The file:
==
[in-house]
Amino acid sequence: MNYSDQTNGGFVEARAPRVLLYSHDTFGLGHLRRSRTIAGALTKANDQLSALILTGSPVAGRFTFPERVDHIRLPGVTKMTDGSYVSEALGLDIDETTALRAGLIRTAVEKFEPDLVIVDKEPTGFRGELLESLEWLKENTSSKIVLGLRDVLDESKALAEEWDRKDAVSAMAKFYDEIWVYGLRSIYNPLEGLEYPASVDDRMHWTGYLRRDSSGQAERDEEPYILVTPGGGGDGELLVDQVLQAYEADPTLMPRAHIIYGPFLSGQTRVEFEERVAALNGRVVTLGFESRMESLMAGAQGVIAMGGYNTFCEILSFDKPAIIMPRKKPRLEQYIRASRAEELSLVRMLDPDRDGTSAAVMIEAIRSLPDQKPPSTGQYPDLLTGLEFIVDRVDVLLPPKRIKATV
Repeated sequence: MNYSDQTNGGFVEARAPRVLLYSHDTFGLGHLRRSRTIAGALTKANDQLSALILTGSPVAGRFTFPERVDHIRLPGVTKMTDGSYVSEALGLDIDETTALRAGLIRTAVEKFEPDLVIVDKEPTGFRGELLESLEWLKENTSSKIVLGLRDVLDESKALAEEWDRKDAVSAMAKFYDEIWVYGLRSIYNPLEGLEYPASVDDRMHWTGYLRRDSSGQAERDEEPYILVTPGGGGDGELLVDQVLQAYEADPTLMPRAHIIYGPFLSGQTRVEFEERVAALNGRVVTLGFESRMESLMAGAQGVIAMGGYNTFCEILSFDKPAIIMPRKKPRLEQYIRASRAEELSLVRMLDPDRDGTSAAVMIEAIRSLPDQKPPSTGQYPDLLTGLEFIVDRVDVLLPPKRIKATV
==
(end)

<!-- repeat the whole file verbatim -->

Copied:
[in-house]
Amino acid sequence: MNYSDQTNGGFVEARAPRVLLYSHDTFGLGHLRRSRTIAGALTKANDQLSALILTGSPVAGRFTFPERVDHIRLPGVTKMTDGSYVSEALGLDIDETTALRAGLIRTAVEKFEPDLVIVDKEPTGFRGELLESLEWLKENTSSKIVLGLRDVLDESKALAEEWDRKDAVSAMAKFYDEIWVYGLRSIYNPLEGLEYPASVDDRMHWTGYLRRDSSGQAERDEEPYILVTPGGGGDGELLVDQVLQAYEADPTLMPRAHIIYGPFLSGQTRVEFEERVAALNGRVVTLGFESRMESLMAGAQGVIAMGGYNTFCEILSFDKPAIIMPRKKPRLEQYIRASRAEELSLVRMLDPDRDGTSAAVMIEAIRSLPDQKPPSTGQYPDLLTGLEFIVDRVDVLLPPKRIKATV
Repeated sequence: MNYSDQTNGGFVEARAPRVLLYSHDTFGLGHLRRSRTIAGALTKANDQLSALILTGSPVAGRFTFPERVDHIRLPGVTKMTDGSYVSEALGLDIDETTALRAGLIRTAVEKFEPDLVIVDKEPTGFRGELLESLEWLKENTSSKIVLGLRDVLDESKALAEEWDRKDAVSAMAKFYDEIWVYGLRSIYNPLEGLEYPASVDDRMHWTGYLRRDSSGQAERDEEPYILVTPGGGGDGELLVDQVLQAYEADPTLMPRAHIIYGPFLSGQTRVEFEERVAALNGRVVTLGFESRMESLMAGAQGVIAMGGYNTFCEILSFDKPAIIMPRKKPRLEQYIRASRAEELSLVRMLDPDRDGTSAAVMIEAIRSLPDQKPPSTGQYPDLLTGLEFIVDRVDVLLPPKRIKATV